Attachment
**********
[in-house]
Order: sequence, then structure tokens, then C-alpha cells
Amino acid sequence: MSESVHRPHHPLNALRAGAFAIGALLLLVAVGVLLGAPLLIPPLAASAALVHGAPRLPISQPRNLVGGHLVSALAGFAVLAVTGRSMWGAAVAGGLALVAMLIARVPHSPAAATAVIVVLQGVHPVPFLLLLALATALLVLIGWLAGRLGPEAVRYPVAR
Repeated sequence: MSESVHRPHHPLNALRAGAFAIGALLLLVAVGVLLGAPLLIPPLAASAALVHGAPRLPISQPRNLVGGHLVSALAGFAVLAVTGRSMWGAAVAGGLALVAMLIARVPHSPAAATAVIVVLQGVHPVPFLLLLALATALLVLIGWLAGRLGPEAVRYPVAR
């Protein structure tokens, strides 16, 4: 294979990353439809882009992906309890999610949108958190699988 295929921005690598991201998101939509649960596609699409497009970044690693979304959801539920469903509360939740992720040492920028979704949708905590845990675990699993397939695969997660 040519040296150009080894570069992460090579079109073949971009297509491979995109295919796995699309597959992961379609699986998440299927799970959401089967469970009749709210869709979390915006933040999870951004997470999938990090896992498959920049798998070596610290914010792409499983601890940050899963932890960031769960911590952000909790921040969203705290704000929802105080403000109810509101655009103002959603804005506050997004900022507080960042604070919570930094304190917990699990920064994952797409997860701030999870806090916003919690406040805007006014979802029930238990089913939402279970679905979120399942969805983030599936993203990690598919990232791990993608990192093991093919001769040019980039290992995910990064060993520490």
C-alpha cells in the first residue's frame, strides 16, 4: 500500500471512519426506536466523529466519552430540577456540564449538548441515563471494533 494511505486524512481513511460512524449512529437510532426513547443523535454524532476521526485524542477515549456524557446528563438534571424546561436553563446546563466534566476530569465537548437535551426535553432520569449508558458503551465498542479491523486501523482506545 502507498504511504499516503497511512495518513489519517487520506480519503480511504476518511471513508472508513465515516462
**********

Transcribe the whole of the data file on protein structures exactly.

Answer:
[in-house]
Order: sequence, then structure tokens, then C-alpha cells
Amino acid sequence: MSESVHRPHHPLNALRAGAFAIGALLLLVAVGVLLGAPLLIPPLAASAALVHGAPRLPISQPRNLVGGHLVSALAGFAVLAVTGRSMWGAAVAGGLALVAMLIARVPHSPAAATAVIVVLQGVHPVPFLLLLALATALLVLIGWLAGRLGPEAVRYPVAR
Repeated sequence: MSESVHRPHHPLNALRAGAFAIGALLLLVAVGVLLGAPLLIPPLAASAALVHGAPRLPISQPRNLVGGHLVSALAGFAVLAVTGRSMWGAAVAGGLALVAMLIARVPHSPAAATAVIVVLQGVHPVPFLLLLALATALLVLIGWLAGRLGPEAVRYPVAR
């Protein structure tokens, strides 16, 4: 294979990353439809882009992906309890999610949108958190699988 295929921005690598991201998101939509649960596609699409497009970044690693979304959801539920469903509360939740992720040492920028979704949708905590845990675990699993397939695969997660 040519040296150009080894570069992460090579079109073949971009297509491979995109295919796995699309597959992961379609699986998440299927799970959401089967469970009749709210869709979390915006933040999870951004997470999938990090896992498959920049798998070596610290914010792409499983601890940050899963932890960031769960911590952000909790921040969203705290704000929802105080403000109810509101655009103002959603804005506050997004900022507080960042604070919570930094304190917990699990920064994952797409997860701030999870806090916003919690406040805007006014979802029930238990089913939402279970679905979120399942969805983030599936993203990690598919990232791990993608990192093991093919001769040019980039290992995910990064060993520490």
C-alpha cells in the first residue's frame, strides 16, 4: 500500500471512519426506536466523529466519552430540577456540564449538548441515563471494533 494511505486524512481513511460512524449512529437510532426513547443523535454524532476521526485524542477515549456524557446528563438534571424546561436553563446546563466534566476530569465537548437535551426535553432520569449508558458503551465498542479491523486501523482506545 502507498504511504499516503497511512495518513489519517487520506480519503480511504476518511471513508472508513465515516462